In the first 2 weeks of this study group we have explored and discussed the characteristics and social constructs of glamour and its relation to femininity. Hair is something that can be glamorous but can also be disturbing depending on the context of which its received. When it is attached the the head or body it is acceptable, and glamorous when it is off the body it is deemed as gross. In Freud’s theory of the uncanny, a stray hair is something that should be hidden. There is a separate set of rules on body hair for men and for women. This reflects on what we have learnt about social constructs on gender based on what is acceptable and what is unacceptable depending on the fashion at the time and that women are glamorous characteristics are often unnatural. Hair is liminal and can be associated with the monster as well as the goddess. For example, in the story of medusa, the hair signifies the change from goddess to monster. Hair is an example of something that is liminal and a margin of the body. Piercings and tattoos are examples of something that once had an existence that was separate to the body but is absorbed or pierced into the body and becomes part of it. With liminality becomes anxiety. Anyone that doesn’t conform to the rules of social constructs is liminal. Michael Jackson is an example as he was neither black or white, his surgeries didn’t make him look masculine nor feminine, and he didn’t act as an adult nor as a child. He defied categories and this made him ‘monstrous’.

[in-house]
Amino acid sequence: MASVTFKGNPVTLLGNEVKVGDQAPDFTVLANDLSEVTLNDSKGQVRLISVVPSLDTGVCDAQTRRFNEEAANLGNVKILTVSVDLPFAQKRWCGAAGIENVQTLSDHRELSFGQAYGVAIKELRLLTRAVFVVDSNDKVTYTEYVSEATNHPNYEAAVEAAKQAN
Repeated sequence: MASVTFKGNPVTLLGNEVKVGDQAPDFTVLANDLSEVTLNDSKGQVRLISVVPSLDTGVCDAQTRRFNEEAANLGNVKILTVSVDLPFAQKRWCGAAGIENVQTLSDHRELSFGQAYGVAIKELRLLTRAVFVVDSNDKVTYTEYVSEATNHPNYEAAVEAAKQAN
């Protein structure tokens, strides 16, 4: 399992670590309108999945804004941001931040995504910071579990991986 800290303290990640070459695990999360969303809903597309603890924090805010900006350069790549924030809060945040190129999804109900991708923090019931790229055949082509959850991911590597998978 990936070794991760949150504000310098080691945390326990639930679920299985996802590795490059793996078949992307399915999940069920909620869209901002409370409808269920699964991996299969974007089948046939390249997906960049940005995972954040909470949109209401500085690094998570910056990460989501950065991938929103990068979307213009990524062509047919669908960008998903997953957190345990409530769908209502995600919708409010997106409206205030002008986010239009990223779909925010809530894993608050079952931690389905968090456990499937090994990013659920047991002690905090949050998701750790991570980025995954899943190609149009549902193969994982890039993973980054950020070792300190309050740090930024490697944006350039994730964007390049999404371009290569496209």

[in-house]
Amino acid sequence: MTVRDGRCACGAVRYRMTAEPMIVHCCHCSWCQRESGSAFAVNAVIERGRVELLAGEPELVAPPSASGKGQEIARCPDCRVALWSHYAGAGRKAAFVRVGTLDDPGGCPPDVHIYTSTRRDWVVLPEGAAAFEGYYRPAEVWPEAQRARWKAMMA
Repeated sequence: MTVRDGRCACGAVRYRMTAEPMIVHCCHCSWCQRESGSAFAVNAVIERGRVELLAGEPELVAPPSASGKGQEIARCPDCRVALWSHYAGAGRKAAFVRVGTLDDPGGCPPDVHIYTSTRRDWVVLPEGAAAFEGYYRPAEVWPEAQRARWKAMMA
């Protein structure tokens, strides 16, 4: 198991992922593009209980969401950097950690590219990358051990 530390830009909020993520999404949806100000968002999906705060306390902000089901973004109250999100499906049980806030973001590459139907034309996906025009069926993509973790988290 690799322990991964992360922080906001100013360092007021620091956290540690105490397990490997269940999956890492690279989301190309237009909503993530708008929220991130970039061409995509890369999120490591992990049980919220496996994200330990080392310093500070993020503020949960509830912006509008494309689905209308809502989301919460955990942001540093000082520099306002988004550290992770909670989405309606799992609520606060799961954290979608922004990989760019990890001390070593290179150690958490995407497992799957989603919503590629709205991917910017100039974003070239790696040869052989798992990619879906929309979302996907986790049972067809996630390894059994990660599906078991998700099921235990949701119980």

The Ideal Woman – lecture notes

Ovid’s myth of Pygmalion

  • constructions of the feminine ideal, themes of gender construction and embodiment